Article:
Think About It!

Pre-Activity Questions

  • Are there places in your school or community where trees could be planted?
  • What types of trees should you grow? 
  • How much water do you think a tree needs every day?
  • Why do you think people cut down trees?
  • What are some locations that do not have trees, but you think can benefit from adding more shade?

Take Action: How to LAUNCH Tree Planting

Lead students through thein “Tree Planting” activity with guided instructions. Check out “Pro Tips” with each step for useful help:

1. Gather Participants

Decide who and how many students/staff are participating; invite attendees to support your planting efforts using the Tree Plant Sign-Up Sheet. Use the Tree Planting Invite and Safety Guidelines Template as an informational notice.

2. Map it Out

Look at a map of the school or neighborhood. Make a list of areas where it would be good to plant new trees. Use the Tree Planting Locations Map to keep track of the tree locations.

It’s amazing how much more people care about something once they’ve given it a name. Just like you would name a pet, naming “your” tree can build a real feeling of ownership and pride. (Plus, it’s fun!)

3. Prepare Your Materials

  • Collect all the trees you plan to plant for your chosen location. If you are struggling to come up with a process to get them, consider these resources:
    • Tree-Plenish – This is a national program that aims to offset school paper use by planting trees! In addition to providing trees, Tree-Plenish can also help with the planting them.*
    • Reach out to your local nursery and ask if they can provide tree donations. Use the Tree Planting Donation Request Template as an email format.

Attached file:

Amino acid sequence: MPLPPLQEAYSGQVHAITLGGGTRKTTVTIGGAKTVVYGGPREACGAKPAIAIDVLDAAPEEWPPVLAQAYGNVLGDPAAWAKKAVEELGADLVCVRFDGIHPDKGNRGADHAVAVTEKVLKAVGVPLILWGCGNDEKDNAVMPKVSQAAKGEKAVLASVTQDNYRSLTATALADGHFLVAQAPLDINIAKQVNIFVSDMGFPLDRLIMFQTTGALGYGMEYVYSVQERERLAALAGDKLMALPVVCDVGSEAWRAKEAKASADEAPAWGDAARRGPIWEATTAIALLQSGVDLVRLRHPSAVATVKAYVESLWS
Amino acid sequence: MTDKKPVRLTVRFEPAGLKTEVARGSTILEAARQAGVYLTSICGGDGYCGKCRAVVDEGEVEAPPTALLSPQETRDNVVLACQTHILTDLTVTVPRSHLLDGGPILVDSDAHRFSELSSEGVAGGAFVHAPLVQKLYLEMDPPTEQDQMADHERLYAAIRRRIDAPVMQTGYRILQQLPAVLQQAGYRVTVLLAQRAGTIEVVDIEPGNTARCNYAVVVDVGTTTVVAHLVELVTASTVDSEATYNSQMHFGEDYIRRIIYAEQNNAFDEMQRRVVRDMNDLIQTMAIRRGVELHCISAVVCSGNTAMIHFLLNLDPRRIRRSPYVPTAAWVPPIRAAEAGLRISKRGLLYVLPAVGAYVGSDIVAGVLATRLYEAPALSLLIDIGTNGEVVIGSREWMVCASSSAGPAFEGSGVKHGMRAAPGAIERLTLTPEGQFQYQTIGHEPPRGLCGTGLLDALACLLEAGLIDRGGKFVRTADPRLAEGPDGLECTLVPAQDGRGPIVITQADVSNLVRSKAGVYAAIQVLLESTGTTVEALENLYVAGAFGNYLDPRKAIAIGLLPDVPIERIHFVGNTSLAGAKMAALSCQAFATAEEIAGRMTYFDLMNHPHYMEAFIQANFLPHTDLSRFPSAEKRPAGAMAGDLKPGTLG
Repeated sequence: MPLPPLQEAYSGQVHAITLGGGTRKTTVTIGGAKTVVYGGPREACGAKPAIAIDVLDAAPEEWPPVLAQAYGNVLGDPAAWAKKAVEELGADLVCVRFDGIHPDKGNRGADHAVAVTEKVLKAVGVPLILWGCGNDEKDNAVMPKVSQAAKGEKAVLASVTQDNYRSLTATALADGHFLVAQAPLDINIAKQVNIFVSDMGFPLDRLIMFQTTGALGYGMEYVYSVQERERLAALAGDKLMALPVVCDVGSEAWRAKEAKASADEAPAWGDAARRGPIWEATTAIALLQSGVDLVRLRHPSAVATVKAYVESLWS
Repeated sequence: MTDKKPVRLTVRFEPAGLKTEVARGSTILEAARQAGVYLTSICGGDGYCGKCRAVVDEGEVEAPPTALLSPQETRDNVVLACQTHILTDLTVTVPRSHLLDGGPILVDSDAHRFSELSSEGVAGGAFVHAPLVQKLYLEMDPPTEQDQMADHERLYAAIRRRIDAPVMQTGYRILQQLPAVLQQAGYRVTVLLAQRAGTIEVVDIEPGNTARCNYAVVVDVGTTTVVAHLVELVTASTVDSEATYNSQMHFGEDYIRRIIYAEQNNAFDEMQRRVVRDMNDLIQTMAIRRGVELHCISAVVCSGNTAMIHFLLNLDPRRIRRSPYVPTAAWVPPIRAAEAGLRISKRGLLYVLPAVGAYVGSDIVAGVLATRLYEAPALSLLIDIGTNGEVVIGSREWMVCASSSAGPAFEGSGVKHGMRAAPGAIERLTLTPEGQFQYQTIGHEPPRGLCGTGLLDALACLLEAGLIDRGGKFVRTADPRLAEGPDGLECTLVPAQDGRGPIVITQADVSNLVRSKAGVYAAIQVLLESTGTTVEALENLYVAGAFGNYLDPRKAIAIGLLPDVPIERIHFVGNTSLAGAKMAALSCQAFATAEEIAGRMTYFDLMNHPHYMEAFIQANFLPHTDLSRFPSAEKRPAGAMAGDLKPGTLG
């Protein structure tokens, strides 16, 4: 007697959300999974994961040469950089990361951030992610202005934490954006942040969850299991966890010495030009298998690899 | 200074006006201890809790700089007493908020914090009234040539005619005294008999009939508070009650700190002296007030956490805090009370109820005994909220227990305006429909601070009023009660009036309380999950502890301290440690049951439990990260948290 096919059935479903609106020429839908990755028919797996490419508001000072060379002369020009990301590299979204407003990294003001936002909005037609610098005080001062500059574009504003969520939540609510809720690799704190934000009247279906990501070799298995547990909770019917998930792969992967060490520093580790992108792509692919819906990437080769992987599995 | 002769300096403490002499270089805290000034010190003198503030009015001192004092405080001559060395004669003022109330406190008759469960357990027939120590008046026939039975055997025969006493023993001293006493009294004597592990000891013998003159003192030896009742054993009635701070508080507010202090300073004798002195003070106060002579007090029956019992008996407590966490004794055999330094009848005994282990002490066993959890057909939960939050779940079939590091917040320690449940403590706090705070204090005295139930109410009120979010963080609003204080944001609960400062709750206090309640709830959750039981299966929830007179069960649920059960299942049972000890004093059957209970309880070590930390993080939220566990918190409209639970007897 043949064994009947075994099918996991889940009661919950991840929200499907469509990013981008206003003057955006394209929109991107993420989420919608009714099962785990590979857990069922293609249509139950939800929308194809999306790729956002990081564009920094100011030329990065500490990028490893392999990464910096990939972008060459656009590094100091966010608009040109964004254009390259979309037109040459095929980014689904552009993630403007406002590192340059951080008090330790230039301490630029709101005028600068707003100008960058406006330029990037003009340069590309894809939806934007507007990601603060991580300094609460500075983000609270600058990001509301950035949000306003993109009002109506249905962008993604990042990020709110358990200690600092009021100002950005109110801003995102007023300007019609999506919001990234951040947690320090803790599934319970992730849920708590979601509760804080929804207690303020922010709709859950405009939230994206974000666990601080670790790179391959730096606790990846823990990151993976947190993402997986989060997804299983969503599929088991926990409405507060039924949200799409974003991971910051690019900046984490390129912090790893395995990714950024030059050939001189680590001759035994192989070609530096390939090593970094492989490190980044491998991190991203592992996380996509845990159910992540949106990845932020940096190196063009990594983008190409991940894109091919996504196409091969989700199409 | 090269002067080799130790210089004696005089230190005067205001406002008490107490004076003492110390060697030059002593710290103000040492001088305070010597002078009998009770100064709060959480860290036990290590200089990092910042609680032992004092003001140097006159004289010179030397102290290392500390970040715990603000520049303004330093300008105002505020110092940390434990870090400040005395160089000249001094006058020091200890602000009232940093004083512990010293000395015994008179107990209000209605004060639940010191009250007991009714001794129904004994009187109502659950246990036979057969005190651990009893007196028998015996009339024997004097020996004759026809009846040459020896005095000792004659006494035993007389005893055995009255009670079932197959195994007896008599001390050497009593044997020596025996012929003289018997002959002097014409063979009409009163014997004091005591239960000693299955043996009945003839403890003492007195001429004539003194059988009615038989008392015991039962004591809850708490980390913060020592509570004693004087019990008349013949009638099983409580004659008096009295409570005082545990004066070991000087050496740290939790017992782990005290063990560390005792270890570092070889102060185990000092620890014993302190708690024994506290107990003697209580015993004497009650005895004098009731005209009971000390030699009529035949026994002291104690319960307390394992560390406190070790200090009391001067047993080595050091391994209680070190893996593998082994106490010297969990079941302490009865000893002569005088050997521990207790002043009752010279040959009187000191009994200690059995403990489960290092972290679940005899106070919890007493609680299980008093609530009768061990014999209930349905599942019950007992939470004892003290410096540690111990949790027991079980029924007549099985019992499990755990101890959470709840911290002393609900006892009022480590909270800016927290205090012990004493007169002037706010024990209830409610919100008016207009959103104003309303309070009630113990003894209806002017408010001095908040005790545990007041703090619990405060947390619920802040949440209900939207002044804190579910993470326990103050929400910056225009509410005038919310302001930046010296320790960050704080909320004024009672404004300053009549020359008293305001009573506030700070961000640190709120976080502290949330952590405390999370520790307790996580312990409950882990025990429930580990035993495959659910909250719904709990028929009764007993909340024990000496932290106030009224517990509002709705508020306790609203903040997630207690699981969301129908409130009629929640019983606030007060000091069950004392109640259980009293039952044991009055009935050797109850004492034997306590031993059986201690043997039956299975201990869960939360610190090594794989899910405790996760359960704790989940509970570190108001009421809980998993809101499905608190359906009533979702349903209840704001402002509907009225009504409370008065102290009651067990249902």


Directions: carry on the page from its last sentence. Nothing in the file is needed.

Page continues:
• Home Depot – Reach out to your local Home Depot and apply for a tree donation request. Use the Tree Planting Donation Request Template as a guide.
    • Contact local organizations and government agencies to see if they offer any funding or assistance for Tree Planting in your area
  • Gather your gardening supplies and choose a good location where they can be stored. This can include:
    • Garden gloves
    • Soil
    • Shovels
    • Watering hose
    • Popsicle sticks (if you are using seeds)

*Be aware that Tree-Plenish requires participants to plant trees at specific times throughout the year.

4. Plant Your Trees

Decide a time and day for each group to plant their trees! Go to your selected location(s) and follow the steps provided here.

Take pictures of your team planting trees. Everyone loves to see themselves and their friends in action. It’s a great way to build a sense of belonging and community. Create a unique hashtag or social media page for your photos.

5. Make a Schedule

After you plant them, set up a schedule to check on and take care of your tree.

  • Determine a day or multiple when you will plant trees. If you are still working on this project, plan to check in from time to time to monitor your progress.
  • Use our Tree Planting Team Organizer to help keep your team organized.
  • Remember to keep your team safe!

Remember that trees are a living thing that grows. Take pictures of your tree’s progress and see it grow into something beautiful!

6. Track Your Impact

Each group that has a tree/group of trees should track their progress with our Tree Planting Tracker. Take measurements every 2 weeks to see how quickly the tree grows.

Create a leaderboard to see who plants the most trees. If you want some added competition, create a second leaderboard on who’s tree/trees are growing the tallest.

Reflection Questions

How’d It Go?

  • What were some great things that happened during your project?
  • What could you do to make this project even better  next time?
  • What location could use some new trees?
  • How will these new trees help the environment and your community?

Report Students’ Impact

Congratulations!! You’ve implemented Tree Planting! Don’t let all that hard work go unnoticed. Submit your results by clicking the button below.

Project ongoing? No problem! Let us know what you’ve done so far. 

By reporting your impact, Grades of Green can:

  • CELEBRATE and elevate your students’ hard work and success. 
  • Offer our programs FREE for all students across the globe. 
  • AWARD stipends and certificates to hard-working educators and students.

Please take a few minutes to submit your results. Thank you!

Congrats on completing the Tree Planting Eco-Toolkit! 

Did you enjoy this toolkit? Find your next project here